It is suggested that a DPTSP engaging in the business of debt-financing and leverage DPT transactions cannot also engage in the business of an exchange facilitating non-debt financing and leverage DPT transactions, to reduce the risk of failure of the non-debt financing and leverage DPT transaction. However, if an exchange is required to use an independent custodian for its customers, and it is recognised by law that DPT ownership of deposits belongs to the customers and not to the DPTSP, then this measure may not be necessary. 

Question 6. MAS seeks comments on the proposed segregation measures relating to customers’ assets.  

We agree that there should be a clear segregation of customer’s assets (whether retail or non-retail) from the service provider’s assets. Further, we propose that MAS mandates that all DPTs received from customers continue to be owned by the customers and that such DPTs are held on behalf of such customers, unless there is a clear reason, for example, that the DPTSP is in the business of lending out the customer’s DPT, and even so, obtained clear and unambiguous consent and also made the requisite risk disclosures. To be clear, the law should recognise that where the DPTSP is sued by third parties, such third parties cannot claim these customer DPTs to satisfy a judgment against the DPTSP.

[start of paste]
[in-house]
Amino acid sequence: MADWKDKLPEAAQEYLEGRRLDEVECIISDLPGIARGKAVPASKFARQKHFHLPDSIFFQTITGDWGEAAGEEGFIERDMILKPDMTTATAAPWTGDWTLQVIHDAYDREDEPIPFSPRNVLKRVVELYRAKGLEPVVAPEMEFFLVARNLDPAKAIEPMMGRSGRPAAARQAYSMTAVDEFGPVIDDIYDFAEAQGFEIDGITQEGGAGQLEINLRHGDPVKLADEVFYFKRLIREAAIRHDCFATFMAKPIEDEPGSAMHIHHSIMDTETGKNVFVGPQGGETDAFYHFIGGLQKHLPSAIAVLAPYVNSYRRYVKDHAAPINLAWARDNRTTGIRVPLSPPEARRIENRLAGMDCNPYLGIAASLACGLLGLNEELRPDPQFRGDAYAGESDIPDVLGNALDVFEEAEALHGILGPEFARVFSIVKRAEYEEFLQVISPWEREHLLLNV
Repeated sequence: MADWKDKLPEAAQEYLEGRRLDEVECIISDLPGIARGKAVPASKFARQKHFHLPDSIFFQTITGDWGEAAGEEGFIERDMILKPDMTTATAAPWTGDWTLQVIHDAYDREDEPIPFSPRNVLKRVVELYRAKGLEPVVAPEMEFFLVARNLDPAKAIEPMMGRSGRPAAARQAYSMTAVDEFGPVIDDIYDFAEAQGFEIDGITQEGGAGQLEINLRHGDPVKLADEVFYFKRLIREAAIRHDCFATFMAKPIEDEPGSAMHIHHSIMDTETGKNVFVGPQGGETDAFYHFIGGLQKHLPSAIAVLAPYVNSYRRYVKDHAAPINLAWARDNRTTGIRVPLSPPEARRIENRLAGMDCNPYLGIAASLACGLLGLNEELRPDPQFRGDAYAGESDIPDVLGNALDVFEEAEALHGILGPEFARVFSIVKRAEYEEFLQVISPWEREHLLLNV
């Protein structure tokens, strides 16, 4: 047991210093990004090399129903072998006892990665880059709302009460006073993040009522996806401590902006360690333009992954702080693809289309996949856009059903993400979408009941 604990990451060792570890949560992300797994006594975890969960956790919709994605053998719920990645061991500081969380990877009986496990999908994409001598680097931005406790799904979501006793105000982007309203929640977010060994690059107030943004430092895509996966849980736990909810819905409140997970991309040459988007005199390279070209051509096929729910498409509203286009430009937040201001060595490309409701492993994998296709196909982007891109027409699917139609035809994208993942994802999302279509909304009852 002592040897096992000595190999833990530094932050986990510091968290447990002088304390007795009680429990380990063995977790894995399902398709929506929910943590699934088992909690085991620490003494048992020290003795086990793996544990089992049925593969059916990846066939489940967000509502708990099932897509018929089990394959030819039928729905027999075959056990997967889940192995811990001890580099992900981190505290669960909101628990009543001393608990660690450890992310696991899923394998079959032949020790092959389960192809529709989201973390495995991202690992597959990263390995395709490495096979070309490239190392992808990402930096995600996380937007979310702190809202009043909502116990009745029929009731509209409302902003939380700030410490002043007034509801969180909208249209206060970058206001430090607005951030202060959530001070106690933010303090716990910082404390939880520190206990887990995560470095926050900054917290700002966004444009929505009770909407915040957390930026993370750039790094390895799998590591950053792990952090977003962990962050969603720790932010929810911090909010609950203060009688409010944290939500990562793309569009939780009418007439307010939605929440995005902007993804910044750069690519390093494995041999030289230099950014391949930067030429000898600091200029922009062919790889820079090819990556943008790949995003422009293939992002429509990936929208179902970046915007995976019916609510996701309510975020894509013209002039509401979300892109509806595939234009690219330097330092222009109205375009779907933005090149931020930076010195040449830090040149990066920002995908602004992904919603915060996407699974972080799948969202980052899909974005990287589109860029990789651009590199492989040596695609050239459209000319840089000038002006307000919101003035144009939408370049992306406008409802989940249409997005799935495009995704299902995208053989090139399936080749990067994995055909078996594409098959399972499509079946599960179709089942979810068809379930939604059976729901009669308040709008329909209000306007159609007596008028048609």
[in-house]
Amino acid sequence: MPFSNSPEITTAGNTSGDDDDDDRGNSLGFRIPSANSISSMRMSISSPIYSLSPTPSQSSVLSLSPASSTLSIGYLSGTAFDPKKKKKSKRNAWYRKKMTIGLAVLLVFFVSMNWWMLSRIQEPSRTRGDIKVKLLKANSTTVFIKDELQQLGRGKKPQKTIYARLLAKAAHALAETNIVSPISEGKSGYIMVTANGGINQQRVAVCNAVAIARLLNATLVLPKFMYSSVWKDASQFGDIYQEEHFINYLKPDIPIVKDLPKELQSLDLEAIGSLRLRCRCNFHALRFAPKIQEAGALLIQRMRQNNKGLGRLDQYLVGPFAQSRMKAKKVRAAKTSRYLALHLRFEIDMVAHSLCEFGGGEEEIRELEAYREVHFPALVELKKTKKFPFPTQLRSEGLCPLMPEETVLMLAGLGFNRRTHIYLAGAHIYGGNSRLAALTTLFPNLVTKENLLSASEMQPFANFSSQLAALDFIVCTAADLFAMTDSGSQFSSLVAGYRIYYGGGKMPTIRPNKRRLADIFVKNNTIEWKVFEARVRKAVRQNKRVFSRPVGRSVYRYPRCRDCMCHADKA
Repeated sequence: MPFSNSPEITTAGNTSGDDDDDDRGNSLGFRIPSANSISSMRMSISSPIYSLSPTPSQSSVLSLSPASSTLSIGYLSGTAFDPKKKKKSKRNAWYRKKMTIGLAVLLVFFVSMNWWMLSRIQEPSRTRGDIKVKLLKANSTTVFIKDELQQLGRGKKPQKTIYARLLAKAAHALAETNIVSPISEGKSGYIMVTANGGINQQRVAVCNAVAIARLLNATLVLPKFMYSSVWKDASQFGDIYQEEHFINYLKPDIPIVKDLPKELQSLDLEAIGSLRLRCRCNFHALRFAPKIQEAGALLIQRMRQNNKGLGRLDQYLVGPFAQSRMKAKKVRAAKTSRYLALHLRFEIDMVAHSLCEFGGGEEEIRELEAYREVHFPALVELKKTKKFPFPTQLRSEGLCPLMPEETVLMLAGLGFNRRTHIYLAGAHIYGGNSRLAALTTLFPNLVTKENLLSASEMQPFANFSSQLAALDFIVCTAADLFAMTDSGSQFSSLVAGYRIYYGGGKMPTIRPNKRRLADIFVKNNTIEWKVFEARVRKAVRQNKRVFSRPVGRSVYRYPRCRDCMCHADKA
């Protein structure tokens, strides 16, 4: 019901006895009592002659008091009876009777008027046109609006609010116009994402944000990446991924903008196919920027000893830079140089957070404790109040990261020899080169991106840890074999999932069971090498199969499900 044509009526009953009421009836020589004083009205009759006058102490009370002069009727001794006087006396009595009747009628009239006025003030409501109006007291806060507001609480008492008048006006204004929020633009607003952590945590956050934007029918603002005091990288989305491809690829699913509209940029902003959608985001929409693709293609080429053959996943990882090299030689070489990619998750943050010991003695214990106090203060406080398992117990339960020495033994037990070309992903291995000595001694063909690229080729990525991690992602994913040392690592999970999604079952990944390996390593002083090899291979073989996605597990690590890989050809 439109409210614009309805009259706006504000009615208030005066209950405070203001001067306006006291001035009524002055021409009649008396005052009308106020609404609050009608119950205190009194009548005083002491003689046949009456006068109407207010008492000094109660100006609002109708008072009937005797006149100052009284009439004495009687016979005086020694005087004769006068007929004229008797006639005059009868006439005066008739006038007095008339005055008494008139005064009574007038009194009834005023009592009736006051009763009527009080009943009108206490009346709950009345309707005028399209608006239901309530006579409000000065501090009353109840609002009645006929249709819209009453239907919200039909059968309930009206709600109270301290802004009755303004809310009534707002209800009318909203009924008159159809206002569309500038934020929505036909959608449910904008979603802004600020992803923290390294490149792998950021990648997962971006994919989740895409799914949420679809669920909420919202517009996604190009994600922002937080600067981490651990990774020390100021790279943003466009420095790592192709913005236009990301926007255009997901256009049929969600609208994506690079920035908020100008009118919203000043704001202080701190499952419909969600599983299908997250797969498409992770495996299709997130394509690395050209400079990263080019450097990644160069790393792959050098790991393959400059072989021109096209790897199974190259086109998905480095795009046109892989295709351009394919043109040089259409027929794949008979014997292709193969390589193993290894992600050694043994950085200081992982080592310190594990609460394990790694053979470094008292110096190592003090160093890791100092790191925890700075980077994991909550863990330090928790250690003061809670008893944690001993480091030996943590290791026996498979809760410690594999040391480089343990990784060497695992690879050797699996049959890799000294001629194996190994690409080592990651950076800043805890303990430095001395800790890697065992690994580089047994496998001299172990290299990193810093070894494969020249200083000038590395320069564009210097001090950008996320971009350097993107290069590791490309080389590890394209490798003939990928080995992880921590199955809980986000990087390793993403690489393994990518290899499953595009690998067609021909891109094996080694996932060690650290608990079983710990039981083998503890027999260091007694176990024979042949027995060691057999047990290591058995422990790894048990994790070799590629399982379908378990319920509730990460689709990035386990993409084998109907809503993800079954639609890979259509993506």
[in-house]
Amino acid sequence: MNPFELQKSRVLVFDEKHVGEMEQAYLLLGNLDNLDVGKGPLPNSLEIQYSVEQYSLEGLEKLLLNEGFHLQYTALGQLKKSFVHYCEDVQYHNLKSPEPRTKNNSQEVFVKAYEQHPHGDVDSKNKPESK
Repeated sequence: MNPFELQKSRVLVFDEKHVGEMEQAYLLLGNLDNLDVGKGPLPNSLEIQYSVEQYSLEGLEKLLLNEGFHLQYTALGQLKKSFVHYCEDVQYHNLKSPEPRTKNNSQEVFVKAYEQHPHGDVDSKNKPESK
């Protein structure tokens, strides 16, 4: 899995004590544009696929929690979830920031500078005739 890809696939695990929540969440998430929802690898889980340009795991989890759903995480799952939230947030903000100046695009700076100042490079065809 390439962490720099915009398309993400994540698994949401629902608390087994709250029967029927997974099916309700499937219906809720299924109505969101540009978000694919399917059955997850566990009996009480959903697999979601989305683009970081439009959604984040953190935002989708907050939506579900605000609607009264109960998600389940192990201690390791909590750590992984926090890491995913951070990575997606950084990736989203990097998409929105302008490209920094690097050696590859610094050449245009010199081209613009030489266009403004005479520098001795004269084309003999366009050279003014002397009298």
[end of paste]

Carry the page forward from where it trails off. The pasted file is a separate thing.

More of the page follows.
In addition to the above, and on a related note, we have also proposed, in Question 10, that if a DPTSP engages in the lending of a customer’s DPT, that should be its only business. For example, such a DPTSP cannot also operate the business of being an exchange. This reduces the risk that a DPTSP functioning as an exchange will also concurrently suffer the risk of a DPTSP in the lending business segment. 

Question 7. MAS seeks comments on whether DPTSPs should be required to appoint an independent custodian to hold customers’ assets. MAS also seeks comments on other control measures that would help to minimise the risk of loss or misuse of customers’ DPTs.  

We agree that DPTSPs should be required to appoint an independent custodian to hold all customers’ assets (whether retail or non-retail) and that the rules applicable to the fund management industry should be imported, subject to fine-tuning.  

Question 8. MAS seeks comments on whether the proposed disclosure and reconciliation measures are appropriate and adequate, and whether any other disclosures would be useful